I have pets at home, so the day before an important race/dance show/martial arts event I don’t hang out with them too much to avoid triggering any wheezing. Changes in season also bring on attacks of breathlessness. Here I stick to yoga, Pilates and mat exercises since I tend to get home bound till the episode subsides. Then I’m back to doing whatever I want to do.”

 

Shiv Iyer, Assistant Manager at Tata Consultancy Services (TCS) was diagnosed with asthma due to prolonged sinusitis. Until last few years, he was using a pump to get relief from wheezing bouts. His doctor recommended strengthening his lungs by doing activity that would force the lungs to take control of his breathing.

Says Shiv “I started cycling and in order to put pressure on my lungs, I started doing uphill cycling. I never imagined I could run. Then I ran my first Half Marathon. I could feel my lungs becoming stronger. Even though my sinusitis is still not cured, my wheezing bouts have disappeared and I no longer use pumps. My energy levels have increased. I now cycle (minimum 20k) and run daily (minimum 5 k). My legs may want to give up but my Lungs don’t!!!”

 

Ameya Patil, 2 times Half Ironman and a runner from Kalyan Dombivali Runners (KDR) group, shares his inputs. “I was diagnosed with asthma from childhood but that never stopped me from being active during my school and college days. Actually the humidity aggravates my problem but I usually take a tablet before commencing my exercises. So far during my events I haven’t encountered any attack as such but I always carry my inhaler with me just in case of an emergency.

People who have asthma can most certainly get into running and other outdoor activities. All they need to do is consult a sports doctor, be under the guidance of proper medical care and after that-sky is their limit!!”

 

It is said that a doctors words of advice are golden as they offer a scientific and inspirational approach to the whole thing.

 

Dr Oak is a paediatrician and a comrades finisher. He was diagnosed with asthma since childhood and was allergic to perfume, dust and cold weather. Despite this he would run a lot during his childhood.

He took up long distance running from 2004. Initially he would carry a pump but said that it was of no use. Instead he would take a small dose of medicine before and after the run which would help in relieving his chest from the congestion. During his mileages he would carry a couple of his tablets with him which he takes the minute he encounters wheezing.

“There is no permanent cure”, he says. “One needs to anticipate and fight. Most of the elite runners are asthma patients. In fact there are many people who have scaled Mt Everest and high altitude places despite suffering from asthma. So this condition should not stop anyone from indulging in outdoor activities. “

Running is a degree

When I was in college, the prospect of doing a Management degree never fascinated me. I somehow refused to follow the usual norm of engineering, MBBS or MBA and decided to create a path of my own. Probably the fact I was right brained and showed more aptitude towards areas like communication, human behavior and people, had something to do with it.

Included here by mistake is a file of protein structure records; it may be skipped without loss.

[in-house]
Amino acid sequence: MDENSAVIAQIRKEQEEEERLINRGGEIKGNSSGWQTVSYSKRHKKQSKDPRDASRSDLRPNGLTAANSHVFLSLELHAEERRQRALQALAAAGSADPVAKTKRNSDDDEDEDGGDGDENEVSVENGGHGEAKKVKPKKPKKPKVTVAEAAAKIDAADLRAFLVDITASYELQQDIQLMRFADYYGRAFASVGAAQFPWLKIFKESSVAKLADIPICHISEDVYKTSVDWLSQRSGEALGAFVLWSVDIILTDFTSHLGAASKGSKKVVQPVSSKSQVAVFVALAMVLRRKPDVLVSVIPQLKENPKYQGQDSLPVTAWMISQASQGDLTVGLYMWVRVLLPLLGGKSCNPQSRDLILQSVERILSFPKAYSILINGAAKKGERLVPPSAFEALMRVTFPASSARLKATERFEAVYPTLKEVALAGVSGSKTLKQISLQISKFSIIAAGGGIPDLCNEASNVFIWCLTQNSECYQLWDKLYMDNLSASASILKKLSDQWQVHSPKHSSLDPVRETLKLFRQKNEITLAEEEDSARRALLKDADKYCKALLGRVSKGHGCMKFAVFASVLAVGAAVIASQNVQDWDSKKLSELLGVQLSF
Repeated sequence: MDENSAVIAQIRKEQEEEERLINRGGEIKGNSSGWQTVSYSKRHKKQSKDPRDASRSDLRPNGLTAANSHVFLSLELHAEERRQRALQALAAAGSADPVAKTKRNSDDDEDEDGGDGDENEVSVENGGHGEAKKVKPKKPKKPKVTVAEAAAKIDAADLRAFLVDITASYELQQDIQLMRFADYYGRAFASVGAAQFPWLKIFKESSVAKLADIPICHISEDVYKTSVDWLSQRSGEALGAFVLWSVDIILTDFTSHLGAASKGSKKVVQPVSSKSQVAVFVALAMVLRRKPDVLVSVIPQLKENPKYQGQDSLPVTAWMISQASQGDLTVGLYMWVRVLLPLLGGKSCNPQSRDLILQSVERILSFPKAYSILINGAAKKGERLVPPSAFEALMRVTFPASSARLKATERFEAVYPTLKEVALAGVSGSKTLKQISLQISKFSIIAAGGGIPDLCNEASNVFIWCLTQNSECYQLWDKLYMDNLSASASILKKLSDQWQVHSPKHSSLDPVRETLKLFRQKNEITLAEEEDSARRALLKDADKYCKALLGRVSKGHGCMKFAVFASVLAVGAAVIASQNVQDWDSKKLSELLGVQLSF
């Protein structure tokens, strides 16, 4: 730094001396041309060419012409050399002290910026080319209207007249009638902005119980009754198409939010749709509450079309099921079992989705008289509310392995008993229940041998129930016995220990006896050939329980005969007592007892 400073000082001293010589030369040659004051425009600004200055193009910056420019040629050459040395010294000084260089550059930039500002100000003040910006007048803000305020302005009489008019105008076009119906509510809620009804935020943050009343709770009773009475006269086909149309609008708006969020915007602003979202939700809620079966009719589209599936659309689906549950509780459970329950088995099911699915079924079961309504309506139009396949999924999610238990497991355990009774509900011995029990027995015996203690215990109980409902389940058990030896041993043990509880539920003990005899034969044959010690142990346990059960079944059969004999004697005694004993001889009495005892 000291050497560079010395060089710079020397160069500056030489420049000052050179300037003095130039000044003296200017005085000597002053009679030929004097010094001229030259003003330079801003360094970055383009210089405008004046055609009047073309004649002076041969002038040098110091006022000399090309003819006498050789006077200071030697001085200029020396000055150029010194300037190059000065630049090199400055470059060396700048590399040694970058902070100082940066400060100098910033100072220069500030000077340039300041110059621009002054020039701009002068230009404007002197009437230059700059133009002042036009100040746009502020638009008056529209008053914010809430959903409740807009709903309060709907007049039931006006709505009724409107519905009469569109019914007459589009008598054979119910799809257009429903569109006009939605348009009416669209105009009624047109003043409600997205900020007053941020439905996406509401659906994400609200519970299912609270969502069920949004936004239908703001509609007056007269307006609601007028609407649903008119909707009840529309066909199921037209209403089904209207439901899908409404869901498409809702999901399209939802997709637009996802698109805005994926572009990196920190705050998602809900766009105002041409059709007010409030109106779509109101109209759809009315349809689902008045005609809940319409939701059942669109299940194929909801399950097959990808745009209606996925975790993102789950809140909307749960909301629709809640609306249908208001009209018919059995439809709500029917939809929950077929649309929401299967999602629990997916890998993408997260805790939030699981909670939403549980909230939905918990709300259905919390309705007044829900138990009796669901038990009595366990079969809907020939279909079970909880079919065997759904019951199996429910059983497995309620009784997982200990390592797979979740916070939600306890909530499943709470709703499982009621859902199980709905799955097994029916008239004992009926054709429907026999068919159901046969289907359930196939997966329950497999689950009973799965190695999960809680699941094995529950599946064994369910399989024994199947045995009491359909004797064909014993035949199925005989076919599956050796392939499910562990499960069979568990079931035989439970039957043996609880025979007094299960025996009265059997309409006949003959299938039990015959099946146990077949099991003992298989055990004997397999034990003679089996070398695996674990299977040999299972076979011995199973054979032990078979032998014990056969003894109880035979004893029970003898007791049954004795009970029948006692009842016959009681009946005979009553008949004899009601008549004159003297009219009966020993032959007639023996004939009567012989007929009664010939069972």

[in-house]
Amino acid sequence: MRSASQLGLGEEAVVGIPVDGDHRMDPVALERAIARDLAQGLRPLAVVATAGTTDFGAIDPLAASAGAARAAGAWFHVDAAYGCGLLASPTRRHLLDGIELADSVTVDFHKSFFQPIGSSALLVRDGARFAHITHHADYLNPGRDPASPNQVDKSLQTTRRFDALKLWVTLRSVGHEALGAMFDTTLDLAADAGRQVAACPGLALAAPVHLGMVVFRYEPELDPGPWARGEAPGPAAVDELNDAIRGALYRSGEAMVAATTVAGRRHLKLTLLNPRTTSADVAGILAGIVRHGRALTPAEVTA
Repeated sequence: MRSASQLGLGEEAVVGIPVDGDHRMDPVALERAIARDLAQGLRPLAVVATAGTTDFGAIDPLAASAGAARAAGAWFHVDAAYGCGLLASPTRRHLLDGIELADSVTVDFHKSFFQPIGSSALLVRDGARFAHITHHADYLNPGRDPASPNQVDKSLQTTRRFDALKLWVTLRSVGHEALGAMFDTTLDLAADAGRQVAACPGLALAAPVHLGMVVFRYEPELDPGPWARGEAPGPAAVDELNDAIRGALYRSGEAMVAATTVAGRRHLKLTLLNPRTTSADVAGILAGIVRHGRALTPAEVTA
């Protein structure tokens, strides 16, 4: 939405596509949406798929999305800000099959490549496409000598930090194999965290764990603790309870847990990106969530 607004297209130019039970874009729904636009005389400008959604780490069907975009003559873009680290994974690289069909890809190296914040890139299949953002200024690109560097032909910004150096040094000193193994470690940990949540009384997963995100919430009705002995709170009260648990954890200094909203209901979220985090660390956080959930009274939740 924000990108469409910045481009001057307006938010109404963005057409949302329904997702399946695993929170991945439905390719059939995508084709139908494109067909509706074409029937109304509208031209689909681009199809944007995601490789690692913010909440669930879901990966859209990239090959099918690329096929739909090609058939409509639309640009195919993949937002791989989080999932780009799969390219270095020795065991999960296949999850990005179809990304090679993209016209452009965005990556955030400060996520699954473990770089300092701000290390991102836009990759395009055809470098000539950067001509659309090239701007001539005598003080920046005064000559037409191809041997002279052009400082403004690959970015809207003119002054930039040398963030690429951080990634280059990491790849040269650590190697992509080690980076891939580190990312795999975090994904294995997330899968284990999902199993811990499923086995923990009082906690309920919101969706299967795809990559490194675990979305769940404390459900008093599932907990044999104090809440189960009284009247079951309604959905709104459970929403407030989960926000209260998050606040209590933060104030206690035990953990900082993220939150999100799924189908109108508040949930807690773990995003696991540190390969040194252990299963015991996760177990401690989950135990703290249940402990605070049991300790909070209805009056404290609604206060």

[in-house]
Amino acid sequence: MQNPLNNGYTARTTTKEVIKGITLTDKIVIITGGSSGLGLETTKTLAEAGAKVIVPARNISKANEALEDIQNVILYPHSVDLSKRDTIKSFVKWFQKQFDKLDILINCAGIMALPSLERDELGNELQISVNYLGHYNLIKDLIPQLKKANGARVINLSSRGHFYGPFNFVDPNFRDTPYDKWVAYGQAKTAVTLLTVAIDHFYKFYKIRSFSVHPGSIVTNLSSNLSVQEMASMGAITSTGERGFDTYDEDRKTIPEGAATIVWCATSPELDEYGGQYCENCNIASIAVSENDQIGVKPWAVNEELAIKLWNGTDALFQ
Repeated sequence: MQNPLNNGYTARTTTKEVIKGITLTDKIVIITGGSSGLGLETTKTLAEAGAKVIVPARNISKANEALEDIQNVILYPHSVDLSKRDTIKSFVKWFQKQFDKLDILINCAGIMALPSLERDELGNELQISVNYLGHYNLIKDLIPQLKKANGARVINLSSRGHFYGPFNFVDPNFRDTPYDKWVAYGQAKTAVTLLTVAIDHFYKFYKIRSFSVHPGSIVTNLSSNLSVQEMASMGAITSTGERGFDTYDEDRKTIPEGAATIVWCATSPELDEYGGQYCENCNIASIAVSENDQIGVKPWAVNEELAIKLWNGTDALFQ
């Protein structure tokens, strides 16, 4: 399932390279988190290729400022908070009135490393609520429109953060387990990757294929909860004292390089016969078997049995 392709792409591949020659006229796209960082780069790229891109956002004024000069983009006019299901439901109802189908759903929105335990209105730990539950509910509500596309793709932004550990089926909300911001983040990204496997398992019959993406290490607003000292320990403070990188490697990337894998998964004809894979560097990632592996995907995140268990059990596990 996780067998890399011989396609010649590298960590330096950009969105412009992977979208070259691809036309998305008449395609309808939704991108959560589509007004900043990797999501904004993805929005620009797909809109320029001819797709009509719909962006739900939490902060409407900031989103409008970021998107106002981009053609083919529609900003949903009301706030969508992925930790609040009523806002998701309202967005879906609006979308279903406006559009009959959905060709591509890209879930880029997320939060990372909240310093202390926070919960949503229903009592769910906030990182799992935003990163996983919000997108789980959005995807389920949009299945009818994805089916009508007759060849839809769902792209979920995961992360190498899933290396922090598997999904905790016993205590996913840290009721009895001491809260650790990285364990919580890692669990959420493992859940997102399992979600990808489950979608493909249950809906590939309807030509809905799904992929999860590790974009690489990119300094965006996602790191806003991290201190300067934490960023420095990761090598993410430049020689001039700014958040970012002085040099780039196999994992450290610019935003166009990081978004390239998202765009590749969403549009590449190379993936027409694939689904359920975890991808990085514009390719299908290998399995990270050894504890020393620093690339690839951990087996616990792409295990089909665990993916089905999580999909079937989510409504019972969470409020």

I would often meet people from B schools who always talked about the enormous network they made from studying there . So this time when I got an opportunity to attend an orientation program at Stanford Business School, I sort of got a glimpse of a B school environment and the nature of the course.

Along with the subjects, lectures, presentations and case studies, it was the wide range of network that apparently benefitted the several aspirants. It was this network that made them meet people from varied backgrounds, opened out new opportunities & friendships, offered different perspectives and several transformational​ lessons for life.

While I was caught in the frenzy of ‘the social network’ ( only this one being in person), I couldn’t help but draw parallels of the entire B school phenomena to running.

Some deep introspection made me realize that Running was an art, science and management in its own way. Art- not in the conventional sense like music or painting but that which enabled one to be in sync with their inner selves- something which many artists proclaimed while indulging in their specific art. Science as it involved the technical aspects like posture, gait, the entire process of training for a race,etc. Management when it eventually came down to organizing an event where the logistics of finance was involved along with aspects like people management, leadership, motivation, decision making and marketing.

Besides this, running also blessed one with that enormous network of similar thinking people from different walks of life. Being on the same platform, it opened up new gateways to friendships and the wonderful family aka ‘network’ of runners with whom new opportunities are discovered. Similar to how every subject in management offered a distinct learning, each race/ run did the same.

This sport was nothing less than a degree. It did not require the rigamarole process of getting those mind numbing scores, writing an entrance exam or paying those exorbitant fees. All it required was- for one to hit the roads after which life was never the same again, considering the people that one meets, the races that they run, the change that one’s body and mind goes through. The learnings only continue as life goes on.

As I look back to the last 5 years of my running, I realise that I may have learnt the art and science of running but most importantly like what a MBA graduate would say, it was the network of a community like MRR ( which is no less than a university) which has elevated my confidence levels and helped me forge new friendships.

Most importantly, I also realized that a sport like running gives a person a new sense of identity. A runner nevertheless elicits a new found respect that makes them bask in the awe and admiration of their fellow humans.

As I pondered more on the similarities, I was even more convinced that running was no less than a management degree- one that does not involve the conventional classroom lectures but that which broadens your horizons as you venture on this ‘road’ less traveled. ( Pun intended)